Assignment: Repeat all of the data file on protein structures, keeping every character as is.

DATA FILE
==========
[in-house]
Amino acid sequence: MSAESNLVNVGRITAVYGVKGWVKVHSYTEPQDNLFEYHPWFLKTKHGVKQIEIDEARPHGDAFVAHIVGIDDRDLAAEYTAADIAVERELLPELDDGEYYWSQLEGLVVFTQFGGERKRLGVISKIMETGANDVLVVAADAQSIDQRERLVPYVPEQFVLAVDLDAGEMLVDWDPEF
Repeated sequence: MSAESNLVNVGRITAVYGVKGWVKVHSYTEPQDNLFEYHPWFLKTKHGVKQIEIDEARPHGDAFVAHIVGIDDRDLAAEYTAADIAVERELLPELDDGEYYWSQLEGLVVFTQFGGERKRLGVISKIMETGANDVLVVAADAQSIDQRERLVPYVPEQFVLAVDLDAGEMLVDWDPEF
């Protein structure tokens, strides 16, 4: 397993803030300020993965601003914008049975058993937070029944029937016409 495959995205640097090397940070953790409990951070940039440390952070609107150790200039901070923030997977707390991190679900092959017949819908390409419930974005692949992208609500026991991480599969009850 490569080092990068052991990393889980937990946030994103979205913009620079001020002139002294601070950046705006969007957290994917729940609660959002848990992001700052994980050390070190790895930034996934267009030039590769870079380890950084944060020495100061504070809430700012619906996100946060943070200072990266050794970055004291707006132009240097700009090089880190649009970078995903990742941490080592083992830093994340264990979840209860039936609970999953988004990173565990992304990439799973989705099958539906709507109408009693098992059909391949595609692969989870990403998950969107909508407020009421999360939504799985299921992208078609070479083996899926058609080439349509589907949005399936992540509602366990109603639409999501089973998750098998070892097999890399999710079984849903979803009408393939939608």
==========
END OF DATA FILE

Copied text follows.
[in-house]
Amino acid sequence: MSAESNLVNVGRITAVYGVKGWVKVHSYTEPQDNLFEYHPWFLKTKHGVKQIEIDEARPHGDAFVAHIVGIDDRDLAAEYTAADIAVERELLPELDDGEYYWSQLEGLVVFTQFGGERKRLGVISKIMETGANDVLVVAADAQSIDQRERLVPYVPEQFVLAVDLDAGEMLVDWDPEF
Repeated sequence: MSAESNLVNVGRITAVYGVKGWVKVHSYTEPQDNLFEYHPWFLKTKHGVKQIEIDEARPHGDAFVAHIVGIDDRDLAAEYTAADIAVERELLPELDDGEYYWSQLEGLVVFTQFGGERKRLGVISKIMETGANDVLVVAADAQSIDQRERLVPYVPEQFVLAVDLDAGEMLVDWDPEF
């Protein structure tokens, strides 16, 4: 397993803030300020993965601003914008049975058993937070029944029937016409 495959995205640097090397940070953790409990951070940039440390952070609107150790200039901070923030997977707390991190679900092959017949819908390409419930974005692949992208609500026991991480599969009850 490569080092990068052991990393889980937990946030994103979205913009620079001020002139002294601070950046705006969007957290994917729940609660959002848990992001700052994980050390070190790895930034996934267009030039590769870079380890950084944060020495100061504070809430700012619906996100946060943070200072990266050794970055004291707006132009240097700009090089880190649009970078995903990742941490080592083992830093994340264990979840209860039936609970999953988004990173565990992304990439799973989705099958539906709507109408009693098992059909391949595609692969989870990403998950969107909508407020009421999360939504799985299921992208078609070479083996899926058609080439349509589907949005399936992540509602366990109603639409999501089973998750098998070892097999890399999710079984849903979803009408393939939608």